In the buying frenzy of the holidays, it's easy to overdo it. They made January as a type of penance for that. When the bills roll in (regular bills - I hope you didn't go into debt for Christmas), the cupboard begins to look bare as Christmas leftovers of all kinds are finished off or put away, and thoughts turn to taxes, a little gulp of dismay is allowable.
So get back on track. Take paper and pencil, past bills, and a good afternoon and see just where you are, financially speaking. If you don't know where you are, you can't know where you're going.
Make lists; lists of what you want to accomplish this year, lists of what you need; lists of what you want to get rid of; lists of income, outgo and lists of things that need to be done. Lay it all out there, without thinking about what's the most important or what you think should be done first.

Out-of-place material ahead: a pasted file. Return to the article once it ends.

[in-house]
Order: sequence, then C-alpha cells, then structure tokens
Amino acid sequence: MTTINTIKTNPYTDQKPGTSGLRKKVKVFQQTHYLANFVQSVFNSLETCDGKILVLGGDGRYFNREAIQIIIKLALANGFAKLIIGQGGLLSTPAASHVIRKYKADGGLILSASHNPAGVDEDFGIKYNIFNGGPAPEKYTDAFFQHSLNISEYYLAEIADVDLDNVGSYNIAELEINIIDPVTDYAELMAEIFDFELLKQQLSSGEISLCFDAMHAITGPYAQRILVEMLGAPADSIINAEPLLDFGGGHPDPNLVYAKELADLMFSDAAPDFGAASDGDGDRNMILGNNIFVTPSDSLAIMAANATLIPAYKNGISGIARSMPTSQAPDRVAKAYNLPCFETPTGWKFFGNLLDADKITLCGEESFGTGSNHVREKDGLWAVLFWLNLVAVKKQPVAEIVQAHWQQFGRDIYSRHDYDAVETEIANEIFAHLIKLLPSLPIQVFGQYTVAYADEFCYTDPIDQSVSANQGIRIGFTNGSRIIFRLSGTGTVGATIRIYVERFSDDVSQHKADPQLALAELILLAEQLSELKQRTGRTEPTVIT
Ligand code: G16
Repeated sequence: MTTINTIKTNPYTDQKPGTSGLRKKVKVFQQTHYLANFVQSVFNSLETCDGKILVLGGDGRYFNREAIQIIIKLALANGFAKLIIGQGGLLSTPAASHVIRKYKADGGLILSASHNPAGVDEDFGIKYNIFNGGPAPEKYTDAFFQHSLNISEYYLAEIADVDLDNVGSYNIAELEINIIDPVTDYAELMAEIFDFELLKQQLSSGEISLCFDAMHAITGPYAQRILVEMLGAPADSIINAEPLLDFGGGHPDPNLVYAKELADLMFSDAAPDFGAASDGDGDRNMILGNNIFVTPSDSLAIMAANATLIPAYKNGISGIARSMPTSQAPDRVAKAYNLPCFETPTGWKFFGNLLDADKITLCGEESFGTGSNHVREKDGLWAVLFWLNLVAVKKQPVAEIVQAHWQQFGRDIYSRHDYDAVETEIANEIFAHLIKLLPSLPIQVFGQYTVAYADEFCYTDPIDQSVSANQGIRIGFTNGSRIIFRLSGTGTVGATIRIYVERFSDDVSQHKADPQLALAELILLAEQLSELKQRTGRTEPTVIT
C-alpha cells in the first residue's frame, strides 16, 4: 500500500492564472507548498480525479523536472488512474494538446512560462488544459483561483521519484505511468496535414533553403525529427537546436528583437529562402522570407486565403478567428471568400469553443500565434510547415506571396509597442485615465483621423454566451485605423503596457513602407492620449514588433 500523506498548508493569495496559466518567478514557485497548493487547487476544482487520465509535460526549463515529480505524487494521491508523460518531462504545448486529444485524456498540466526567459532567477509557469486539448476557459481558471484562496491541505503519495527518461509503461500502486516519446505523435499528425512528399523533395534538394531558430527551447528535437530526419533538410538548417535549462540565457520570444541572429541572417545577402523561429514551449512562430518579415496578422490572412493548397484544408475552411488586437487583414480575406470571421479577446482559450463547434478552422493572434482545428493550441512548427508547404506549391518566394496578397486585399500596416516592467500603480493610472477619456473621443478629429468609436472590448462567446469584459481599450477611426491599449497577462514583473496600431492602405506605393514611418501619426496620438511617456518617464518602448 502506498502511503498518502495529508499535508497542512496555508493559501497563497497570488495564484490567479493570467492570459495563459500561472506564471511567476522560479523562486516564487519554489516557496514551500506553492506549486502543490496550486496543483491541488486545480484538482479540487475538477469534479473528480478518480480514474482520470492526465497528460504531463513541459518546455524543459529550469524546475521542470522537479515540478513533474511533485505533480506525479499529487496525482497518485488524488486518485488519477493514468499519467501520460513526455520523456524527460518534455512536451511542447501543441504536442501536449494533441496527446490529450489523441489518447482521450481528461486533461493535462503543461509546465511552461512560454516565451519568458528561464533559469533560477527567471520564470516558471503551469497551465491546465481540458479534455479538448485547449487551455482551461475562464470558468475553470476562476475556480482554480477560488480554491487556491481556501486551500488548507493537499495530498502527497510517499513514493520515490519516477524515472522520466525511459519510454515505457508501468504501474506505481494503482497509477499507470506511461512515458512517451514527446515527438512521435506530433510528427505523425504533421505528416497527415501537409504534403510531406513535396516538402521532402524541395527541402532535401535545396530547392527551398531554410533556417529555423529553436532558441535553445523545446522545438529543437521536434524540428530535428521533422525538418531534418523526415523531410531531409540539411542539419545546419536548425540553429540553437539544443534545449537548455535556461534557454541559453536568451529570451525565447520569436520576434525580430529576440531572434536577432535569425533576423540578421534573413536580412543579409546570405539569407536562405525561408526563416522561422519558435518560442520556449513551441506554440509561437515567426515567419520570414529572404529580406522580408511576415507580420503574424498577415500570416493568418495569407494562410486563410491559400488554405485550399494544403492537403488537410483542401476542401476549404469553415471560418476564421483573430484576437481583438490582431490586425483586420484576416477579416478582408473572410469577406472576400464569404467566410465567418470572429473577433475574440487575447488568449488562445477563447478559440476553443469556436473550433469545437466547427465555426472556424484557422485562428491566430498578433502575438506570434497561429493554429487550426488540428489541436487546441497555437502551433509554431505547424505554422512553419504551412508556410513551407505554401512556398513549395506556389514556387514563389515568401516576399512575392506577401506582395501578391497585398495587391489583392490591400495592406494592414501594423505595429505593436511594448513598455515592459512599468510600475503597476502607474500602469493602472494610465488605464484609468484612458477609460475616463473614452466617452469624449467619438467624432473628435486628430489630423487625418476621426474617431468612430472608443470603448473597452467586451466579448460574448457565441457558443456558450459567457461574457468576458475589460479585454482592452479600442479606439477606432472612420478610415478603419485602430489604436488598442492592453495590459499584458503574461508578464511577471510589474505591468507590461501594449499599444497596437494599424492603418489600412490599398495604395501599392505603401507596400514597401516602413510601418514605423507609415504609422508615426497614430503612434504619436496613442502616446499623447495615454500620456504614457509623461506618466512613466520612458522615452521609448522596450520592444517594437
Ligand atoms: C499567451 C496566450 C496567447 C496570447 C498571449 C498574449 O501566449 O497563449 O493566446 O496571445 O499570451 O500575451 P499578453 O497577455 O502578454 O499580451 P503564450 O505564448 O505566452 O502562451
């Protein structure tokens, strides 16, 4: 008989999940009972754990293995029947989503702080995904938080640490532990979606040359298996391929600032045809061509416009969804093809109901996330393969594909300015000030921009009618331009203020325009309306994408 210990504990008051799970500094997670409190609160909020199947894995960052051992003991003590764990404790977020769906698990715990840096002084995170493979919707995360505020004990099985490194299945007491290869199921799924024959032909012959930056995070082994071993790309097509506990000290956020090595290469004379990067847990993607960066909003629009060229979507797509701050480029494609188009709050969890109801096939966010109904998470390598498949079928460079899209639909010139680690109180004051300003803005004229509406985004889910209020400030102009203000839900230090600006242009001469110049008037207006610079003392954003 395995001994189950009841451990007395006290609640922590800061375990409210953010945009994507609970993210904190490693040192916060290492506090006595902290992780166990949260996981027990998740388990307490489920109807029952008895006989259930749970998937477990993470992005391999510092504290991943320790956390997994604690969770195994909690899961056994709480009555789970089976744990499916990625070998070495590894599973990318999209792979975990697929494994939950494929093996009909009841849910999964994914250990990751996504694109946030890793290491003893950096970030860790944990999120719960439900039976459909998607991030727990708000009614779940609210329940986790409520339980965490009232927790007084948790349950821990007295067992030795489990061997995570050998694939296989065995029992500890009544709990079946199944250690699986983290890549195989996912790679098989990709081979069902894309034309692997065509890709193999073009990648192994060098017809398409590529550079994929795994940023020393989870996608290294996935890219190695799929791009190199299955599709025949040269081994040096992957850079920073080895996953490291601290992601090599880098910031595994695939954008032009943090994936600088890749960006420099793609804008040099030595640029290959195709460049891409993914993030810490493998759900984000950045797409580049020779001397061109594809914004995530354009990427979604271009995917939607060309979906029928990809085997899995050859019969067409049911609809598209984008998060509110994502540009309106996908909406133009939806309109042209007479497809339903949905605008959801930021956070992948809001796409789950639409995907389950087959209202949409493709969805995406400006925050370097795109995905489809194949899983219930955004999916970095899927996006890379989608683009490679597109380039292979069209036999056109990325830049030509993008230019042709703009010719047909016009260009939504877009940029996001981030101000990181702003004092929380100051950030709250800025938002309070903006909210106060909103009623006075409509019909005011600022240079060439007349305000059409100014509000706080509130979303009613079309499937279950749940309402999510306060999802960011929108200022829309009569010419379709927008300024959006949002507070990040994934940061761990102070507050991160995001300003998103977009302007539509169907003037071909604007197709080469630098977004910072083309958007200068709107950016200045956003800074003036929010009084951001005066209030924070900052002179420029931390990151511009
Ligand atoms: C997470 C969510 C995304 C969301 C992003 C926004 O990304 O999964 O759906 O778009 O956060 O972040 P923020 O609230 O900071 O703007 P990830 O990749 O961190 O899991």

Now the fun begins. Prioritize everything. Make as many lists as you need and number each item in order of importance. Then, on a separate piece of paper, write down the number one priority from each list. What does that look like? Impossible? It may be. If so, go back and try again until you have a real, workable picture of the year ahead.
Then list the things that may not be of most importance in the wider scheme, but that might hold a special appeal to you. Compare these two lists and see if you can make them work together.
That's your working blueprint for the year, but one that you can always adjust by adding or deleting things as they occur to you. Keep your lists where you'll see them often. Having your goals on paper is a good reminder that you have long term goals which the present can serve.